Procrastination then is not necessarily detectable by a lack of action, nor is being busy proof you are not procrastinating. Meanwhile, we can just as easily procrastinate on what matters by getting busy with unimportant things or constantly taking care of other’s needs as we can procrastinate by doing nothing.

Sometimes what looks like procrastination is actually a time of stopping so that we can break old habits that keep us locked in our familiar patterns. This happens to musicians all the time. She may find that she’s been playing something incorrectly all along and the only way to break the habit is to leave it alone until she can approach it with a fresh start.

We are evolutionary beings. We are not meant to lock into one way of being and working our entire lives. We are not machines. We are not meant to be grinding our gears 24/7. Sometimes we need to just stop and wait and listen for a sign, a vision, a direction.

It takes love and hope to generate and receive your soul vision.

It takes vulnerability and willingness to stand for that vision.

It takes courage to hold your boundaries around your own agenda. Many will call you selfish for their own selfish reasons.

It takes commitment to invest your time and energy regularly in your soul vision

It takes discipline to meet that commitment time and time again.

It takes flexibility to surrender to the river of life when it takes an unexpected turn.

It takes forgiveness to meet your failings and begin again.

It takes faith to get off the familiar trail you’ve been on for years and follow your heart to blaze a trail  that is entirely yours.

How do you get a vision, develop deep listening, receive signs?

How do you develop these qualities of courage, commitment, flexibility, forgiveness?

That’s what I’m here for. If you are ready to invest in yourself and your dreams by receiving the help of a qualified coach and spiritual anchor, contact me today to set up an exploratory consultation.

I also invite you to read the other entries in this blog for inspiration and illumination.

Copyright(c)March 2016 Kathy J Loh, All Rights Reserved (includes photograph)

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“When you do things from your soul, you feel a river moving in you, a joy.” ~ Rumi

In the previous post, I wrote about momentum. Momentum is about sustaining action (large and small) long enough that our project picks up a speed of its own and carries us along with it. We don’t feel like we have to push so much.

Motivation is about what gets us into (or out of) action in the first place. It speaks to a need or a desire that moves us. It can just as easily move us away from our target as toward it. Motivation can come from fear as well as love. It matters that our motivation be honest and in alignment with our more real self.

If we are motivated by fear, we may seek to avoid something. Even if we are motivated by a need to fill a sense of lack in ourselves (looking for love, recognition, a sense of belonging from an outside source), we may be trying to avoid the pain and emotion of feeling that sense of lack. In that case, we are afraid of our own emotions more than that from which we think we are running.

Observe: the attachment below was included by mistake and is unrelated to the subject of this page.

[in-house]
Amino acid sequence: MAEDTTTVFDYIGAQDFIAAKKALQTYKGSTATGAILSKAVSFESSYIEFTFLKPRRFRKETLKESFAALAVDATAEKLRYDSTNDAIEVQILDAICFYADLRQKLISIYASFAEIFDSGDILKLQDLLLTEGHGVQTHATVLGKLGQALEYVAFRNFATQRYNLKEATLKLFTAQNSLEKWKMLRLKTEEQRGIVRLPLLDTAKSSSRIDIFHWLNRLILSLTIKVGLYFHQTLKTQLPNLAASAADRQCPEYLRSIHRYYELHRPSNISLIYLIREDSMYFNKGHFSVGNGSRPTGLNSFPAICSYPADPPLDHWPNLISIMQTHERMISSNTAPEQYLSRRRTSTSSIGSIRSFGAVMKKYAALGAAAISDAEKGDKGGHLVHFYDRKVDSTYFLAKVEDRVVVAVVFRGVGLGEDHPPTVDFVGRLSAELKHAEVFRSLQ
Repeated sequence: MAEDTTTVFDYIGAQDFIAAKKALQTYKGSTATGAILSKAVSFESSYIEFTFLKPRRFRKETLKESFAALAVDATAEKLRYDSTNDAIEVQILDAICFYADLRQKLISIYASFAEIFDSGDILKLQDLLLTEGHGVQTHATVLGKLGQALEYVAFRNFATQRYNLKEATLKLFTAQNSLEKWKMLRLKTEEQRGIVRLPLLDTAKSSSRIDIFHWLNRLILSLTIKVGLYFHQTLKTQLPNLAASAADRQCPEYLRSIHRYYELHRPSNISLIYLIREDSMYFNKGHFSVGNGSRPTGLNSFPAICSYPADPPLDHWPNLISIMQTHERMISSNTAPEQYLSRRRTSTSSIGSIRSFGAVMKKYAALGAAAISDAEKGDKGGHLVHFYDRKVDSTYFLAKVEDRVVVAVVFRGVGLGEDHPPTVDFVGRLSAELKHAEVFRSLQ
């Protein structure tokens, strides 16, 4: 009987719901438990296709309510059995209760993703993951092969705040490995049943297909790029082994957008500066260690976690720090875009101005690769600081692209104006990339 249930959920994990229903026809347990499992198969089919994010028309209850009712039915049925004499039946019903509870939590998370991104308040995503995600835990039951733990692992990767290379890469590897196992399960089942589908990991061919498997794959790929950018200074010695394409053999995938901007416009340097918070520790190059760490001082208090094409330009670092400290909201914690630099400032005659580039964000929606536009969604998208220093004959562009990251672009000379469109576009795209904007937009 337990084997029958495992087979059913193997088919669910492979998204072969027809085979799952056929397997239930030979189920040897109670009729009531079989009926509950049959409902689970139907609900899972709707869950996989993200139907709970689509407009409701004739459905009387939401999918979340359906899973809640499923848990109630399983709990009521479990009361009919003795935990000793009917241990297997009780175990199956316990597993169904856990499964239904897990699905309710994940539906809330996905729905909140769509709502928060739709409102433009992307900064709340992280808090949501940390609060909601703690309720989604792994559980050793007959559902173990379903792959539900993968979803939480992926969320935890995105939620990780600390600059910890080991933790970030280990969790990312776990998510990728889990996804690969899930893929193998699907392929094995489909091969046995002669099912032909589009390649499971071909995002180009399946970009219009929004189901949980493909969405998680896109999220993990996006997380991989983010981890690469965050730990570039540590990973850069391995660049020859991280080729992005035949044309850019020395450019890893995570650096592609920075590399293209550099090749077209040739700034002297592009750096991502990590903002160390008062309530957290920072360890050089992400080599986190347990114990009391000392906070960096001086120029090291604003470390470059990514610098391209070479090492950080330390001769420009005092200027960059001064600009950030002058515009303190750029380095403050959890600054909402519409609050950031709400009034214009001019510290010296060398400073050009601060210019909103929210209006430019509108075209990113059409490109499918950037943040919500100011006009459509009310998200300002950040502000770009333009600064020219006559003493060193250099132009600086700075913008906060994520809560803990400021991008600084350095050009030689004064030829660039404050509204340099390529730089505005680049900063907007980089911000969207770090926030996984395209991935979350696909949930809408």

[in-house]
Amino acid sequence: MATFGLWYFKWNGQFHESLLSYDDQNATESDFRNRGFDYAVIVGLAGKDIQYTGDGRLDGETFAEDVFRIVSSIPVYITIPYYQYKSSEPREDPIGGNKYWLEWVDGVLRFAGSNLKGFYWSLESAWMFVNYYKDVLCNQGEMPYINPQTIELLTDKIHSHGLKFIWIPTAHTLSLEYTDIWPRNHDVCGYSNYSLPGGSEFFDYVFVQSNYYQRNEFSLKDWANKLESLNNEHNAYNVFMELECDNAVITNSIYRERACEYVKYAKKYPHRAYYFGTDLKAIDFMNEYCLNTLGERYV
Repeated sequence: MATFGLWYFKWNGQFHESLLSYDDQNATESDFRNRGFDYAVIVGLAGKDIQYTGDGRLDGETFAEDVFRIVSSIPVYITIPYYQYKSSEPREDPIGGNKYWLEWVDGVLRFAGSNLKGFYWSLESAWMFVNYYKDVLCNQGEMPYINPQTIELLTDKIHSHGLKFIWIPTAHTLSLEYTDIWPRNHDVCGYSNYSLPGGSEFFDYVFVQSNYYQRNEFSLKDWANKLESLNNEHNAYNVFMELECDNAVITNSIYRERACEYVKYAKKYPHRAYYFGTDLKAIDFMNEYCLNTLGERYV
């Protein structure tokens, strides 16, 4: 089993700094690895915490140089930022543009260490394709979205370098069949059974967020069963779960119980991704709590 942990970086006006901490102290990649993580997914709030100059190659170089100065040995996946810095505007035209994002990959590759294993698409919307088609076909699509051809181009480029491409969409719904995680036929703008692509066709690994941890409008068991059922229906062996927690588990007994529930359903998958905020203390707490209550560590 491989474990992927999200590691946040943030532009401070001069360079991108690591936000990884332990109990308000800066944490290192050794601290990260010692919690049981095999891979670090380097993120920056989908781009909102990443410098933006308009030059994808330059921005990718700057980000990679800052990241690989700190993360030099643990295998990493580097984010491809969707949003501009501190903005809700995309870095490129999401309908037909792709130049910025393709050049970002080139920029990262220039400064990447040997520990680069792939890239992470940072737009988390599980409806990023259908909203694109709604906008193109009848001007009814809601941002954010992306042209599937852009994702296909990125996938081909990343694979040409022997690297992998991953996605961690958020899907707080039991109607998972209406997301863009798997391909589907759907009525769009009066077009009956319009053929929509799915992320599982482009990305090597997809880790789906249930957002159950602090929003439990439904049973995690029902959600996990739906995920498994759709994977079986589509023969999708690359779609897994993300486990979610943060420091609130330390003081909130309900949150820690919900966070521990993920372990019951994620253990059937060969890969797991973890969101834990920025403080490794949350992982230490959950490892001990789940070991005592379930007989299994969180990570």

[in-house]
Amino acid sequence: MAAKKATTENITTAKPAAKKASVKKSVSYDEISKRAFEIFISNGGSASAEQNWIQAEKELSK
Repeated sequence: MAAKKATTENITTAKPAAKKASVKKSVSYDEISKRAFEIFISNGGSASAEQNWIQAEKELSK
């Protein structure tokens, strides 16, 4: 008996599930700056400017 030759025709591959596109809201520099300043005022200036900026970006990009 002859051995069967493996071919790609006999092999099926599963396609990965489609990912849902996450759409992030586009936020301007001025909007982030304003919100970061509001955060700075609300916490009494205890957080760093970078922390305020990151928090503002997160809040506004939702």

Feeling deeply our own emotions is one of the  first steps toward recognizing we are the authors of our lives and as such are the ones who create our feeling loved, recognized and belonging.

If we are motivated by love, we may seek to express a passion, to share skills and insights, to create something for ourselves, for others, for the sheer beauty or play of it.

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Our motivation contributes to our momentum. It is important to explore our motivations because, to put it bluntly, if our motivation is to prove something to someone else or to get something from them, then our strategy may well backfire. Our energy reserves will be depleted and our momentum will lose steam.

If you are procrastinating around something that makes your heart sing, you are more than likely avoiding vulnerability. It is vulnerable to allow yourself to be seen in your awkward exploration, grand adventure, playful innocence, sheer majesty.

If you are procrastinating around something that you think you should do, but it doesn’t really float your boat, then look deeply into your motivation. Is this your agenda or someone else’s? How in alignment with your values and desires for your life is it really? What do you expect to achieve or get for this? If you say yes to this, to what are you saying no? What are you avoiding by focusing on this instead of what you really want? Do you need to delegate or ask for help?

Let’s play with “motivation” as both a process/conditions question and one of goals/outcomes (motive).

As a process/conditions question, we are addressing how we can move ourselves into action, build and sustain momentum.

Some responses might be to:

• Build a habit or routine
• Plant a seed the night before to facilitate more automatic action the next day
• Make a game of it
• Have an accountability buddy
• Create a ritual around it
• Work with others
• Go on a working retreat
• A clean office